Griffith’s $318 heavy lambs and $260 suckers makes three records

Terry Sim, August 22, 2018

Leeton producer Mark Tabain, centre, with his $318 lambs, with Spencer & Bennett agents Tim Hutchinson, left, and Wayne Spencer, right. Photo – Yvette McKenzie.

GRIFFITH’S saleyard in southern New South Wales has punched above its weight to now hold three Australian lamb price records in the heavy export, new season and Merino categories.

The saleyard in the major regional city in the Murrumbidgee Irrigation Area, in the north-western part of the state’s Riverina, last Friday set a national record of $318 for heavy lambs and new mark of $260 for new season lambs.

The saleyard set the current Australian record for Merino lambs at $252 in late July.

Griffith’s saleyard is the sixth largest by throughput in the state and typically sells 550,000-600,000 sheep and lambs a year.

Saleyard manager Les Warren attributed the region’s ability to yard top quality lambs to its location in the irrigation area, proximity to large acreage broadacre dryland cropping areas to the west and the number of specialist lamb producers prepared to finish lambs in feedlots.

Last Friday, with extremely strong competition for export and trade lambs, and from a total yarding of 7650 lambs, Griffith agents sold 568 lambs for $300-plus, including 276 from Spencer and Bennett-Yenda Producers, 226 from Elders and 66 from Mark Flagg Livestock and Property.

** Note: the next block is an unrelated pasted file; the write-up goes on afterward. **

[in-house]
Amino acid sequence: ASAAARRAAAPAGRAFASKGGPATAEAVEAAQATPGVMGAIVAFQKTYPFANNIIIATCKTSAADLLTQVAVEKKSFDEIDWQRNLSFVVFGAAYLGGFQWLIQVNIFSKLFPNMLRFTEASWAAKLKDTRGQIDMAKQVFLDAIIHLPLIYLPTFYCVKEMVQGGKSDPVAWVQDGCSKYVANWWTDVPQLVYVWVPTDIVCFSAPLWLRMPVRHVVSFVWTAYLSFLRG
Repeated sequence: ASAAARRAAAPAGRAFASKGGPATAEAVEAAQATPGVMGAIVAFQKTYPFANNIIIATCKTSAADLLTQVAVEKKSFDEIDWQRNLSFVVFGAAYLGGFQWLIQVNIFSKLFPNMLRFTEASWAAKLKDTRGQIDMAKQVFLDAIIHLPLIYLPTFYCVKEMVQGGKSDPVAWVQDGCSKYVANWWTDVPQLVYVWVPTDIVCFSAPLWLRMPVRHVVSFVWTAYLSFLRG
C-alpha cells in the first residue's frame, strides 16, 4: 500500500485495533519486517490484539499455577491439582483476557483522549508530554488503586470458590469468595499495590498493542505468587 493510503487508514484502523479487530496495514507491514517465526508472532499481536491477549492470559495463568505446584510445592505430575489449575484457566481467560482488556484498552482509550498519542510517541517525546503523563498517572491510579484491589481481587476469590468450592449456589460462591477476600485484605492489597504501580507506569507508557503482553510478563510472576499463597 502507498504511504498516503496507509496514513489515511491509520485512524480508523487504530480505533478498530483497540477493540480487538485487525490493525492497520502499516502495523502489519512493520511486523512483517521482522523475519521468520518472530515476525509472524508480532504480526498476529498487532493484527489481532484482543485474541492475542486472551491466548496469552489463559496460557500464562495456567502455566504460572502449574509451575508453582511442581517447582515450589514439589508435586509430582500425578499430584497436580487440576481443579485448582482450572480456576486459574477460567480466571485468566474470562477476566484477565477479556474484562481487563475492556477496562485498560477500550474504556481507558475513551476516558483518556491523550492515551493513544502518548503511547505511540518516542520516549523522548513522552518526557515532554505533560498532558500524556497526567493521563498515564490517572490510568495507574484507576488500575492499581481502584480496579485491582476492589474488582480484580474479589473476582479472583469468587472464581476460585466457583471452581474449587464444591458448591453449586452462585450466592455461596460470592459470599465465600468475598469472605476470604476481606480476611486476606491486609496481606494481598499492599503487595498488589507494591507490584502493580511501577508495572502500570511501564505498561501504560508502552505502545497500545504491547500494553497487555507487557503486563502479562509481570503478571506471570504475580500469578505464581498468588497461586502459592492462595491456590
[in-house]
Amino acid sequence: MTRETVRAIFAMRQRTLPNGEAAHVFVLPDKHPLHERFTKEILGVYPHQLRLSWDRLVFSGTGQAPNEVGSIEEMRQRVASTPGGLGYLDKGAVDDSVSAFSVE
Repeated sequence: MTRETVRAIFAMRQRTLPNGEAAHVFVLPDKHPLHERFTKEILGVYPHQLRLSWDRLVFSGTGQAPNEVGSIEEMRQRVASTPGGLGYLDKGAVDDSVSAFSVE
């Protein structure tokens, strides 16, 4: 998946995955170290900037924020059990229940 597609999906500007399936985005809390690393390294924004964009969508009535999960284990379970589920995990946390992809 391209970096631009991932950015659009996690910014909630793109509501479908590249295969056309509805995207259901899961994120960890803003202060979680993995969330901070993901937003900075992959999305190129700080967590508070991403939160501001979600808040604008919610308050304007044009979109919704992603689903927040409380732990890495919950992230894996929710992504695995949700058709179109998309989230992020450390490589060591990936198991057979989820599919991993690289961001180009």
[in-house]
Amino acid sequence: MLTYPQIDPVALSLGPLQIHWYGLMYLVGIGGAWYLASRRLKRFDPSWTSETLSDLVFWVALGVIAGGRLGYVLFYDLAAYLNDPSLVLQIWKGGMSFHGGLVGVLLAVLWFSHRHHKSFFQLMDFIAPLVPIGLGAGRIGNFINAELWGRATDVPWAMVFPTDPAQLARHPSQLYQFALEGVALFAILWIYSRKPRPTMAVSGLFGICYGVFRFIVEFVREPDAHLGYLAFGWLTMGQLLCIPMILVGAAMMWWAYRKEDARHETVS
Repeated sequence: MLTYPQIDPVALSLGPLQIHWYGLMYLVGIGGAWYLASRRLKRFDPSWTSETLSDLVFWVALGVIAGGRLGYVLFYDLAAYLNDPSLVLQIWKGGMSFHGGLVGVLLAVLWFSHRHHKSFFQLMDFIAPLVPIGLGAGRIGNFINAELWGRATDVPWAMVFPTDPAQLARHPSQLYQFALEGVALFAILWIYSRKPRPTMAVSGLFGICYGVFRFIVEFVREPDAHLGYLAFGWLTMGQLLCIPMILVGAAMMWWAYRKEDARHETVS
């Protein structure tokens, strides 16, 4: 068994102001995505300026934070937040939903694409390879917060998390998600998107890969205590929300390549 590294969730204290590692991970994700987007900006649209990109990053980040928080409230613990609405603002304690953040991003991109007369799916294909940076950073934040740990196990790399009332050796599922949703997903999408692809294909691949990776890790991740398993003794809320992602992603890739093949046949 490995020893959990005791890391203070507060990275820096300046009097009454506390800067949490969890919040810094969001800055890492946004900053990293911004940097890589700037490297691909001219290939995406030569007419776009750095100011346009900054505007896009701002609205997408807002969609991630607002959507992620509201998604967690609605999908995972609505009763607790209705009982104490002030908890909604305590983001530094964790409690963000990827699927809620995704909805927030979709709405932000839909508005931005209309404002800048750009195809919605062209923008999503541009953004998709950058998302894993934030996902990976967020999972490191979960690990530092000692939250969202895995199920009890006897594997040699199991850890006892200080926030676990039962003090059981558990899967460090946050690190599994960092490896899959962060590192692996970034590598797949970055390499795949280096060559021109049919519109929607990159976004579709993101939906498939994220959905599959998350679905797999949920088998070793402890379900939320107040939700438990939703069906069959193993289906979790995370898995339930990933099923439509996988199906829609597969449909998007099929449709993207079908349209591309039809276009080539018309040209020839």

Spencer and Bennett-Yenda Producers agent Tim Hutchinson said the record-priced $318 Poll Dorset cross lambs from Mark Tabain at Leeton sold to Thomas Foods International. The 58 grain-fed lambs were estimated at about 39kg with a $10 skin, bringing them out at about 790c/kg cwt.

The Tabain offering included another 63 lambs at $314 and 81 at $317.60, giving an average of $317 for 202 lambs. They were all bought by TFI.

Griffith sets new season lamb record price at $260

Spencer & Bennett-Yenda Producers agent Wayne Spencer with the record-priced $260 suckers from Harvey and Kath Wallace, Widgelli, at Griffith. Photo – Yvette McKenzie.

The Spencer and Bennett-Yenda Producersagency also set a new Australian record of $260 for new season lambs with 31 new season suckers from Harvey and Kath Wallace, Widgelli. Mr Hutchinson said there will be a lack of good heavy export lambs for some time.

Spencer and Bennett-Yenda Producers managing director Wayne Spencer put the record prices down to supply and demand.

“Our numbers of quality heavy lambs has certainly decreased over the last month, 6-10 weeks ago we could have two lanes of lambs that are 26-35kg cwt, whereas at the moment we are struggling to get 8-10 pens of lambs over 27-28kg.

“The other factor is that normally we do have numbers of suckers in that 23-27kg, but at the moment there is only a very, very odd pen of those,” he said.

“There are really no suckers coming through to bump the weight either.”

Mr Spencer said many producers had some early weaned lambs in on-farm feedlots. One dryland producer was able to feedlot early weaned suckers, increasing their value from $120-$130 a few weeks ago, into lambs that sold for $186-$230 yesterday.

“Most of our dryland lambs are 25-40kg liveweight.

“A lot of our dryland guys have no option but to lock them up into yards and feed them grain and a bit of hay if they can get it.”

The National Livestock Reporting Service said there were some good runs of supplementary fed finished lambs offered along with the plainer types at Griffith last week. Heavy and extra heavy weight old lambs were well supplied. The usual buyers competing strongly in another dearer market.